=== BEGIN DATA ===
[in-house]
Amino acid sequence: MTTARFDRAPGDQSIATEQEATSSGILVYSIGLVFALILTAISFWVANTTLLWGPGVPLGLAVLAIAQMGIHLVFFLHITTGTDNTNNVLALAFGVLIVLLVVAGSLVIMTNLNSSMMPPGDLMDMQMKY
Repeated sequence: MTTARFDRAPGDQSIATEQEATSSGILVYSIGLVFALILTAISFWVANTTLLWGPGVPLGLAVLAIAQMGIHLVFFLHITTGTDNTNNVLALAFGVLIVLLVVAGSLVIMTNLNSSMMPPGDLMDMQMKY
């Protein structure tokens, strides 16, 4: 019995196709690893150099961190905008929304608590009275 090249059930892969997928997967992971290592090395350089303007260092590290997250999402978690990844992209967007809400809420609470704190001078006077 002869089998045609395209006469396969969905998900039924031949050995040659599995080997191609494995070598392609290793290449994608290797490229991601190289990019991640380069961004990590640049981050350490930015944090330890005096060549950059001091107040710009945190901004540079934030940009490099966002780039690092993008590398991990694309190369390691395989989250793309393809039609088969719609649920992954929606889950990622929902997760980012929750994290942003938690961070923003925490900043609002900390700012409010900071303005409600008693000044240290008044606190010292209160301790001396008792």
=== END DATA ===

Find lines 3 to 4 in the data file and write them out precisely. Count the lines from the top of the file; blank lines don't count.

Repeated sequence: MTTARFDRAPGDQSIATEQEATSSGILVYSIGLVFALILTAISFWVANTTLLWGPGVPLGLAVLAIAQMGIHLVFFLHITTGTDNTNNVLALAFGVLIVLLVVAGSLVIMTNLNSSMMPPGDLMDMQMKY
């Protein structure tokens, strides 16, 4: 019995196709690893150099961190905008929304608590009275 090249059930892969997928997967992971290592090395350089303007260092590290997250999402978690990844992209967007809400809420609470704190001078006077 002869089998045609395209006469396969969905998900039924031949050995040659599995080997191609494995070598392609290793290449994608290797490229991601190289990019991640380069961004990590640049981050350490930015944090330890005096060549950059001091107040710009945190901004540079934030940009490099966002780039690092993008590398991990694309190369390691395989989250793309393809039609088969719609649920992954929606889950990622929902997760980012929750994290942003938690961070923003925490900043609002900390700012409010900071303005409600008693000044240290008044606190010292209160301790001396008792």